Trappers of New York

From Bauman's Books:

"By the close of the Revolutionary period, “trappers became an ineradicable part of American folklore… wild, free, unafraid.” Author of several highly regarded histories of New York’s frontier period, newspaperman Jeptha Simms (1807-83) assembled lore and anecdotes about several of New York’s most famous frontiersmen for his popular Trappers of New York. Featured is William Johnson, “the dominant figure on the New York frontier from the 1740s until the eve of the American Revolution… Johnson’s major importance lay in the political and military sphere, where the goodwill he had won by his dealings with the Indians proved invaluable to colonial and imperial authorities” (Lamar, 1128, 577)."

This antique hardcover limited-edition book is bound in brown cloth boards with a paste-down spine label with black lettering. Covers are worn, cover edges and corners show heavy wear, some soil; endpapers browned, with some markings; most inner pages clean. This edition was "annotated" by the previous owner, with notes and pasted-in information throughout - all concerning the edition, illustrations and information containted within. This book was limited to 50 copies; it is illustrated throughout with full-page steel engraving plates. Additionally, this copy was the former property of author William Stone. Stone's bookplate appears on the front inner board, and pasted down to the front endpaper is a letter to Stone from the book's author, Jeptha Simms, dated Sept. 26, 1881. Simms is writing Stone to tell him of a new book he's working on (another history of New York), and offering to get one of Stone's books into the hands of some people in Fort Plain. The letter appears to have torn at one of the folds, and a previous owner has repaired it with tape. 297 pages, including index; approx. 6"x9". Steel engravings.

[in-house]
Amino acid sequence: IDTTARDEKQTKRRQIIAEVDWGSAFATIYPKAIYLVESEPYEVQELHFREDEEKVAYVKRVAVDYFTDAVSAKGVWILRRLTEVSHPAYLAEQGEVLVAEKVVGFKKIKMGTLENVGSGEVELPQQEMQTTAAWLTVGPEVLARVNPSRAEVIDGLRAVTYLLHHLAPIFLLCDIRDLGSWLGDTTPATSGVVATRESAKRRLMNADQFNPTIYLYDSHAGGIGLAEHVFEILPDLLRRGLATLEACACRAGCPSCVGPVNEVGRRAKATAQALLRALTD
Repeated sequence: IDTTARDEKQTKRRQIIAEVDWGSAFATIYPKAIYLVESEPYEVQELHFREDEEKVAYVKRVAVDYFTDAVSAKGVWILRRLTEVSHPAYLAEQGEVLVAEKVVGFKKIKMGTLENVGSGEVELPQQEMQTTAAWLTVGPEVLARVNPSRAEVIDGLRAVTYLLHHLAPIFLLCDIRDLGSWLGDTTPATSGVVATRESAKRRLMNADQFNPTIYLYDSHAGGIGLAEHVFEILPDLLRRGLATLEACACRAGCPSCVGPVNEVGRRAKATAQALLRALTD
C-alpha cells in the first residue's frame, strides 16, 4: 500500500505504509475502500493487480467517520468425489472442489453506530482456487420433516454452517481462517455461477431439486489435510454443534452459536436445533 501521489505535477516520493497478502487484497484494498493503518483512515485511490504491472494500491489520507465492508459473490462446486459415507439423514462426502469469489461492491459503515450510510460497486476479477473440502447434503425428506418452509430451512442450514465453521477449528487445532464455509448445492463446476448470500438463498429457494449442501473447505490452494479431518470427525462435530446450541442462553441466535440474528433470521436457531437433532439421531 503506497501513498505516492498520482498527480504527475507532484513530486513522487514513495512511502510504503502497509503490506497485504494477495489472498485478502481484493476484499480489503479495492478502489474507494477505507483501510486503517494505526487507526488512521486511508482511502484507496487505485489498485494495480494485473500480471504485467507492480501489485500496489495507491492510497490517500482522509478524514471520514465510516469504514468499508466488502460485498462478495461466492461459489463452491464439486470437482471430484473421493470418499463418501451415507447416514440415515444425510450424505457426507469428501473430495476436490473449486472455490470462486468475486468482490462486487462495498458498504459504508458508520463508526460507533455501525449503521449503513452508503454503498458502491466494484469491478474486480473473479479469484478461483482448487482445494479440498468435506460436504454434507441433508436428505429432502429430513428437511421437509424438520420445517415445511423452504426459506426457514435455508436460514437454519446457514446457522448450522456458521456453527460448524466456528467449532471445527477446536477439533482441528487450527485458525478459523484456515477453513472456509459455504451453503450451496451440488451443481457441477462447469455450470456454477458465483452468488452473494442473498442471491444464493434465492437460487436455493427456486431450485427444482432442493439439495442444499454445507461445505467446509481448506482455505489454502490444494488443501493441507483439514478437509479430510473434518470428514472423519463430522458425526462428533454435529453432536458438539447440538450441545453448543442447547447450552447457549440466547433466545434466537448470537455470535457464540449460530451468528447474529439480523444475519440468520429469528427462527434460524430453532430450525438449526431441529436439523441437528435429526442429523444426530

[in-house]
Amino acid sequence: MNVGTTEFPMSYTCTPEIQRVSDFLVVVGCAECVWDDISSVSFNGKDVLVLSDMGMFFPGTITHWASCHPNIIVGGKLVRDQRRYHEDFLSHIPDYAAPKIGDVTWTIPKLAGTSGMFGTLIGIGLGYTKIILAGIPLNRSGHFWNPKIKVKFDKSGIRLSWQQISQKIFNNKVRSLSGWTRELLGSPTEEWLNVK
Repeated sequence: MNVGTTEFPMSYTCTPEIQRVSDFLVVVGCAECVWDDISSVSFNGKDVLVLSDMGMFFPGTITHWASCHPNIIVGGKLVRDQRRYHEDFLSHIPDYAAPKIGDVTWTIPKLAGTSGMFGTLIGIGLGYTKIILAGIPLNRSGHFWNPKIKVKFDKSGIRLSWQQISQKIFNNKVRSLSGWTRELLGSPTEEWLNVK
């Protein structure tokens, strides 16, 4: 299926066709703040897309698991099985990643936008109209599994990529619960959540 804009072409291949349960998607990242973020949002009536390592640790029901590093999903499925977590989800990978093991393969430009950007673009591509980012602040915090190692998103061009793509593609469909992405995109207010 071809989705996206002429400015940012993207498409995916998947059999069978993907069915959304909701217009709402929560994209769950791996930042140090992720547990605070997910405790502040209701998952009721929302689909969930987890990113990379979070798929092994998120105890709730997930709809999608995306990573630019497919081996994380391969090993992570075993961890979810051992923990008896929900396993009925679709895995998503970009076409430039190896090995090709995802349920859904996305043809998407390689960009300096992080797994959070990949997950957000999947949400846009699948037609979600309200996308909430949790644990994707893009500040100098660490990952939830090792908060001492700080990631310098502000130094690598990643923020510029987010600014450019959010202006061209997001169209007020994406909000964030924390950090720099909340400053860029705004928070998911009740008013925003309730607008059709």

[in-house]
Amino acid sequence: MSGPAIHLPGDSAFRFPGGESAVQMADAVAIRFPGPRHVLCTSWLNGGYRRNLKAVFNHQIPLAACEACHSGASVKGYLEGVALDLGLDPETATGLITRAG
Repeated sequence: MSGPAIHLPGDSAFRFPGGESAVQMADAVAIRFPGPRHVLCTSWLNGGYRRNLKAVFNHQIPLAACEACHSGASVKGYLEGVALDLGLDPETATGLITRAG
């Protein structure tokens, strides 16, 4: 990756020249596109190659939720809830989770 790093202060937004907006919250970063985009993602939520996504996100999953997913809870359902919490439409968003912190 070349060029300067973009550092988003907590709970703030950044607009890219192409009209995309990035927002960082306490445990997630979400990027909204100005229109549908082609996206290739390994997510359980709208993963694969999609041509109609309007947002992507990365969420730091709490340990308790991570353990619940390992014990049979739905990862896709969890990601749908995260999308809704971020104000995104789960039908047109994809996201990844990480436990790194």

• Jeptha R. Simms
  • J. Munsell, 1871